Jimmy: I think Politically Incorrect does a service, because it's a discussion, and I think it's entertaining, but I don't think it's subversive.

Mort: Politically Incorrect? I heard that guy defend the Vietnamese War, Maher. He says, "If you gotta draw a line in the sand and stop Communism, I'm for it." Do you know anybody that liked the Vietnamese War? General Westmoreland and Bill Maher. And then, to buttress his opinions, you have his guests: "Here she is, she plays the blacksmith on Dr. Quinn, Medicine Woman," and she plugs the show and says that Eskimos should be anchormen. I bet if you watch Politically Incorrect tonight, they'll be talking about Clinton's sex life. True?

Jimmy: But Mort, they're responding to what's in the headlines, to the media. I gotta say, when I watch Politically Incorrect, I think they're doing a service, in the sense that it's as good as the news isit's a reflection of the news.

Mort: That's a terrible indictment, Jimmy.

Jimmy: I wonder if it's even possible to do a show that attacks or satirizes corporate America when they're required to finance the show.

Mort: The bigger outfits are terribly secure. It's the guys in between who worry. The big guys are often scholarly and cultured, and they'll laugh.

Jimmy: They're not threatened.

Mort: Exactly. But there's also a factor of self-censorship. Most kids wanna sell in; it's not a matter of selling out anymore.

Jimmy: Well, it's tough to make people angry at you, to take a risk. It's tough to do material that you know isn't going to go anywhere, that isn't going to get a laugh, but it's coming from a point of view that you believe in. But at least you feel good about what you're doing.

Mort: If the audience knows you're right, and they sense that they didn't stand up at the opportune moment, they feel they're being chastised. So you go from being a comedian who's giving them escape to being a nun who's hitting 'em in the knuckles. But if that's what it's gonna take...You have to tell the truth and keep it funny. That's all you have to do. That's a lot, though.

Oct 24, 2021

The Review Files: The Richness of 'Caroline'

 Ravishing and Ravaging

Kenna Ramsey, Tracy Nicole Chapman and Marva Hicks personify a radio in Caroline, or Change. Photo by Craig Schwartz.

I was fortunate last night to catch the new Broadway revival of Caroline, or Change, which hit me all over again with a compressed version of my previous history with it—in short, that on my first viewing it felt like too much, a hothouse flower, but on second viewing I could see it clearly as the sui generis masterpiece it is. Some great works demand such a revisit to be fully embraced; that they can stand up to a second or third look is just one measure of their greatness. I may have more to say about the new Caroline production, which could not possibly be better, but for now I want to share my review of the 2004 production that came to the Ahmanson Theatre in L.A. with most of the original cast. Almost everything I say here I would stand by and is true of the new production—including that the show still feels like something genuinely new, even almost two decades later.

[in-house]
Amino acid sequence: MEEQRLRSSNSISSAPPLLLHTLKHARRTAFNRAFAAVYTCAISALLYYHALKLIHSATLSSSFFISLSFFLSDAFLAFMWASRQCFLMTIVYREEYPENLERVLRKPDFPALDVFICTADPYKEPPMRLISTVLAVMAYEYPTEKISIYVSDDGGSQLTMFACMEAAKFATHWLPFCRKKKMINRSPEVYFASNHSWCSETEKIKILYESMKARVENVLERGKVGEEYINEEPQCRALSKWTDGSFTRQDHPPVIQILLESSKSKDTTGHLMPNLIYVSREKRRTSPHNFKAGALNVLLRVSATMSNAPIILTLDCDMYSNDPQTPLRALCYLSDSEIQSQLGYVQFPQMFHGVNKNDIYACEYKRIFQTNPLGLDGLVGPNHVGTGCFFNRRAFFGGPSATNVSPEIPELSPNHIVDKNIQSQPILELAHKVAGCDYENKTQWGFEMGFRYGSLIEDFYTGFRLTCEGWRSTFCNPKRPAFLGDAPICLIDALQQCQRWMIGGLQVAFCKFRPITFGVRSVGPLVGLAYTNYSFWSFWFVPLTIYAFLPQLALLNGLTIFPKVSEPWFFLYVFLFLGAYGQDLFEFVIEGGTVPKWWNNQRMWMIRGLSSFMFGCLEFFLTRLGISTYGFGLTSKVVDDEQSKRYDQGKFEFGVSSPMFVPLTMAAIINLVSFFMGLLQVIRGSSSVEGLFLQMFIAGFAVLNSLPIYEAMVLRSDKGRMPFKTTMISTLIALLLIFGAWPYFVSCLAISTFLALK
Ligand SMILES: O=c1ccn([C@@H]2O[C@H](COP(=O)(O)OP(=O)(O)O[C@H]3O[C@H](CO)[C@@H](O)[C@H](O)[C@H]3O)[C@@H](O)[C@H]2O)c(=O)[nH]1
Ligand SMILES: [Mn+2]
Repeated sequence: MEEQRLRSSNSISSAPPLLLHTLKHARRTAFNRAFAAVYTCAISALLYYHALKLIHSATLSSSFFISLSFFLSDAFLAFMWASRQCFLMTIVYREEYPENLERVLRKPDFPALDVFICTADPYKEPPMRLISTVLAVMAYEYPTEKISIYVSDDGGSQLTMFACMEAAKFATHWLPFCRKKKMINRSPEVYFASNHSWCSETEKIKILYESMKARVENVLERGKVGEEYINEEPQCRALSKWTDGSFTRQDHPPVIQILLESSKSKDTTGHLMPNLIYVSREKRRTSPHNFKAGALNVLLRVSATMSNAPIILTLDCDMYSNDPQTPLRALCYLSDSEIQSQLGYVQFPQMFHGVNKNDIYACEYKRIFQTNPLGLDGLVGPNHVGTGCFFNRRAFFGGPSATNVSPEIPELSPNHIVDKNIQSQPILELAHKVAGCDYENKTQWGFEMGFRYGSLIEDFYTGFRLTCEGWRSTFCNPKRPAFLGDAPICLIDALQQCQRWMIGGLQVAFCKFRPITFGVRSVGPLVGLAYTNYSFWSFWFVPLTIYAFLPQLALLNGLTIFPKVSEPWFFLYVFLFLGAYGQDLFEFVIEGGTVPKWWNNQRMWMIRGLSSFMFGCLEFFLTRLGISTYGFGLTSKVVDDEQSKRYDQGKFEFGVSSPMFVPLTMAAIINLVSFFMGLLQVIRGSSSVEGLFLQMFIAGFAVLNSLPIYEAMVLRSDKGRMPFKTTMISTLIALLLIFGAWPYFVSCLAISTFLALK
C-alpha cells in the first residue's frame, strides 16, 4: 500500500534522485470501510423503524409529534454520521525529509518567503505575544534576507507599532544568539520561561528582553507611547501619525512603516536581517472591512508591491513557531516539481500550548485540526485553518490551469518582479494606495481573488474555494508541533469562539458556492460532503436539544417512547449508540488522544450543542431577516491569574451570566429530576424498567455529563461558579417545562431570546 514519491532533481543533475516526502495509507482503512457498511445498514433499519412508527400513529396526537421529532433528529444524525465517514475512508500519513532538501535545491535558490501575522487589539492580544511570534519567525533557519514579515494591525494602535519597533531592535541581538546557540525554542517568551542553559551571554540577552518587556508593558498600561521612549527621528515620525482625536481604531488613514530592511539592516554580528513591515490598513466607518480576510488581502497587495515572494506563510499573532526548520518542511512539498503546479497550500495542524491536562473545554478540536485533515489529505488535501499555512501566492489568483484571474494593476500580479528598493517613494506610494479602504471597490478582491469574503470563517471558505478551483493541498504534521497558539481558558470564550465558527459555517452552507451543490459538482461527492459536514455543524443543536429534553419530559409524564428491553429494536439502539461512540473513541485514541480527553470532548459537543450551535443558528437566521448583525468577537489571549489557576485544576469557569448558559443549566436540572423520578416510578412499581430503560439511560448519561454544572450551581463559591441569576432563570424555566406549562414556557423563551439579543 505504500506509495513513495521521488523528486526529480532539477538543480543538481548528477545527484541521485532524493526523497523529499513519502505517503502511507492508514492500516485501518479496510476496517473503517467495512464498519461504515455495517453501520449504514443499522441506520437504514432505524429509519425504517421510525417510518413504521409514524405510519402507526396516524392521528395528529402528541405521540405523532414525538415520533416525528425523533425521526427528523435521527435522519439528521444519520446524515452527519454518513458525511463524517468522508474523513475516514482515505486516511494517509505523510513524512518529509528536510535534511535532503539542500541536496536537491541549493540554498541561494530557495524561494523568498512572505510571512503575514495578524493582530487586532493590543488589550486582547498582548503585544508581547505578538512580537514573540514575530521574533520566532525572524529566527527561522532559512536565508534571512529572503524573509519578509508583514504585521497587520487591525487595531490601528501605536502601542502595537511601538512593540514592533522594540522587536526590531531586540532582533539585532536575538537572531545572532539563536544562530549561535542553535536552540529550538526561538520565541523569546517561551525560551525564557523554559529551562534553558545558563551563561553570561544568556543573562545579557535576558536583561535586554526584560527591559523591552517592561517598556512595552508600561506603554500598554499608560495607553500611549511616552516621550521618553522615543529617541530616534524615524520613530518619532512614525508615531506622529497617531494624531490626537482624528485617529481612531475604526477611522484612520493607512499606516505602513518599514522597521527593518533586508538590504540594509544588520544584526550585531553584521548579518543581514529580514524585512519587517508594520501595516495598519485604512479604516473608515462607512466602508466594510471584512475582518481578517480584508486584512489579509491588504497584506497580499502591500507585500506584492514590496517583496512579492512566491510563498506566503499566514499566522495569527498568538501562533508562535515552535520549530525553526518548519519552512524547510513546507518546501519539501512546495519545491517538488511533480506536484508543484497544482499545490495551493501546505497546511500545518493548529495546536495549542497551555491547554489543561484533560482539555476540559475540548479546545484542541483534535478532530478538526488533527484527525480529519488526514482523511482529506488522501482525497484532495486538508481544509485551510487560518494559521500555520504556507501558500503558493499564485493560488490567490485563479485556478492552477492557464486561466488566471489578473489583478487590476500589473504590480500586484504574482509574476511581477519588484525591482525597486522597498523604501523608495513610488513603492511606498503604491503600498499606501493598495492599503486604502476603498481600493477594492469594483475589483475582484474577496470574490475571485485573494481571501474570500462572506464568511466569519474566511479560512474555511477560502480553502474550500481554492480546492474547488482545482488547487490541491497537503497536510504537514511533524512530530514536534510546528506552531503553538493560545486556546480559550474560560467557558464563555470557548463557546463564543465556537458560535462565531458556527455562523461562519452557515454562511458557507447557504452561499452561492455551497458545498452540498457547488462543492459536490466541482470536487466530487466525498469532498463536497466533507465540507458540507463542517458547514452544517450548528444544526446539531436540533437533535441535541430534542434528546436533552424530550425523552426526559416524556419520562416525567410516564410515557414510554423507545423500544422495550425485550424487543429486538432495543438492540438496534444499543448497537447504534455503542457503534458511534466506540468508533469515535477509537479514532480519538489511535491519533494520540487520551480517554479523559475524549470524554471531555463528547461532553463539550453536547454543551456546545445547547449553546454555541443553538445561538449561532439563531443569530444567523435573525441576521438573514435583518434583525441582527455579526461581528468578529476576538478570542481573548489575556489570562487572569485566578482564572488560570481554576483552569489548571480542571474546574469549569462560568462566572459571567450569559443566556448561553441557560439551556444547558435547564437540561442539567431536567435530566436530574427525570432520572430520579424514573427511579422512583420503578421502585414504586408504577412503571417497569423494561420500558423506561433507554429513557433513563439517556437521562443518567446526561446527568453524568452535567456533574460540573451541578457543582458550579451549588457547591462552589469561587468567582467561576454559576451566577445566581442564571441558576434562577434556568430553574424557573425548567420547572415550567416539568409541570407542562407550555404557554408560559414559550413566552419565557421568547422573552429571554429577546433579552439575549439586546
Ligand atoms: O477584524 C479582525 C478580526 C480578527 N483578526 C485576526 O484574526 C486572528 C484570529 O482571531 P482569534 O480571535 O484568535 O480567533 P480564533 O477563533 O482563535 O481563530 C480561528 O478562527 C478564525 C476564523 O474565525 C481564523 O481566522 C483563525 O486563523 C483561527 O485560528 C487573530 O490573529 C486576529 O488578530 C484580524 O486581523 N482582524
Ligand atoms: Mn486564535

Ravishing and Ravaging
Kushner's 'Caroline' Entertains, Despite the Heavy Themes

by Rob Kendt

Los Angeles Downtown News, Nov. 22, 2004

Musical theater's fuel is big, world-stopping emotion: the joy of new love, the pang of fresh heartbreak, the resilient hope of the cockeyed optimist.

Anger is a less common shade in the Broadway palette; you'll see the momentary fit of pique ("I'm Gonna Wash That Man Right Out of My Hair") or paranoia ("Getting Married Today"), a sneer ("Officer Krupke") or a soul-wrench (Carousel's "Soliloquy"). For sheer existential rage, the kind of savage breast-beating not even music can calm, only Sweeney Todd and Ragtime's Coalhouse Walker Jr. come close, and neither reach the point of murderous extremity until fate kicks them to the curb.